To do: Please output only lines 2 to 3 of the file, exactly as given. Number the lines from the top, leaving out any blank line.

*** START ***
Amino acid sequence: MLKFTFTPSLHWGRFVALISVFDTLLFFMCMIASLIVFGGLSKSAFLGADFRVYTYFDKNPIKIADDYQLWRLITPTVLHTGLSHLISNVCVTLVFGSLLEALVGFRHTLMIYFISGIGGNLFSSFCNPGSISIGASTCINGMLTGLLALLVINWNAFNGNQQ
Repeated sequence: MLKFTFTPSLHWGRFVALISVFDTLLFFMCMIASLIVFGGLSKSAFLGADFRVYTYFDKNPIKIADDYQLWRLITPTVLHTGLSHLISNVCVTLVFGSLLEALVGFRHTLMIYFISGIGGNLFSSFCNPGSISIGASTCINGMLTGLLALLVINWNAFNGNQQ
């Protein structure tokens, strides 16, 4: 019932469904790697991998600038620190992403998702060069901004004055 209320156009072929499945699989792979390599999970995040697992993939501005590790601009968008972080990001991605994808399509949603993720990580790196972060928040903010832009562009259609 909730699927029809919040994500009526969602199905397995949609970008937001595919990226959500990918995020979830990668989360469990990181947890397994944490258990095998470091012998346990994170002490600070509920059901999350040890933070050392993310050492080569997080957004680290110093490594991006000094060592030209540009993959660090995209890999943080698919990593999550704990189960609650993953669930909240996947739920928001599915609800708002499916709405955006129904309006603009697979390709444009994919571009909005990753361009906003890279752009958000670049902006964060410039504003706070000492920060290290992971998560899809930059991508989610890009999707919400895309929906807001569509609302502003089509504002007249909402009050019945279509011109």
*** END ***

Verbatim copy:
Repeated sequence: MLKFTFTPSLHWGRFVALISVFDTLLFFMCMIASLIVFGGLSKSAFLGADFRVYTYFDKNPIKIADDYQLWRLITPTVLHTGLSHLISNVCVTLVFGSLLEALVGFRHTLMIYFISGIGGNLFSSFCNPGSISIGASTCINGMLTGLLALLVINWNAFNGNQQ
């Protein structure tokens, strides 16, 4: 019932469904790697991998600038620190992403998702060069901004004055 209320156009072929499945699989792979390599999970995040697992993939501005590790601009968008972080990001991605994808399509949603993720990580790196972060928040903010832009562009259609 909730699927029809919040994500009526969602199905397995949609970008937001595919990226959500990918995020979830990668989360469990990181947890397994944490258990095998470091012998346990994170002490600070509920059901999350040890933070050392993310050492080569997080957004680290110093490594991006000094060592030209540009993959660090995209890999943080698919990593999550704990189960609650993953669930909240996947739920928001599915609800708002499916709405955006129904309006603009697979390709444009994919571009909005990753361009906003890279752009958000670049902006964060410039504003706070000492920060290290992971998560899809930059991508989610890009999707919400895309929906807001569509609302502003089509504002007249909402009050019945279509011109």